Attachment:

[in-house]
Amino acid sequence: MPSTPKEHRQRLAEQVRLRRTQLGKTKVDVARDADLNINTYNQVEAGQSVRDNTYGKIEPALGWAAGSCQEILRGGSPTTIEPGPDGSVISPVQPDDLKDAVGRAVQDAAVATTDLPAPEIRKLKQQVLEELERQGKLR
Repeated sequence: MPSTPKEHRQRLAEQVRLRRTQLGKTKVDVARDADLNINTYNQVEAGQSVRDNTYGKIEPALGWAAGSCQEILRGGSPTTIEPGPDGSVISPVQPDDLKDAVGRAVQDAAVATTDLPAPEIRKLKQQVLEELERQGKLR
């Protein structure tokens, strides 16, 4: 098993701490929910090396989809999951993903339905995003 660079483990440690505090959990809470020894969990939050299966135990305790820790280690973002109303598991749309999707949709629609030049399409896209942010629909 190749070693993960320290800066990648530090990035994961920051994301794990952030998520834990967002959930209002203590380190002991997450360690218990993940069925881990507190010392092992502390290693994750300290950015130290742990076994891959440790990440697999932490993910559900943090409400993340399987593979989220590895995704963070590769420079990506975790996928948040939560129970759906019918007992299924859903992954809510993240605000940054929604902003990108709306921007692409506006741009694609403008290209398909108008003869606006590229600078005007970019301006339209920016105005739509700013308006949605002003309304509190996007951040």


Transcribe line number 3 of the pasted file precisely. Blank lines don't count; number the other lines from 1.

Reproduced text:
Repeated sequence: MPSTPKEHRQRLAEQVRLRRTQLGKTKVDVARDADLNINTYNQVEAGQSVRDNTYGKIEPALGWAAGSCQEILRGGSPTTIEPGPDGSVISPVQPDDLKDAVGRAVQDAAVATTDLPAPEIRKLKQQVLEELERQGKLR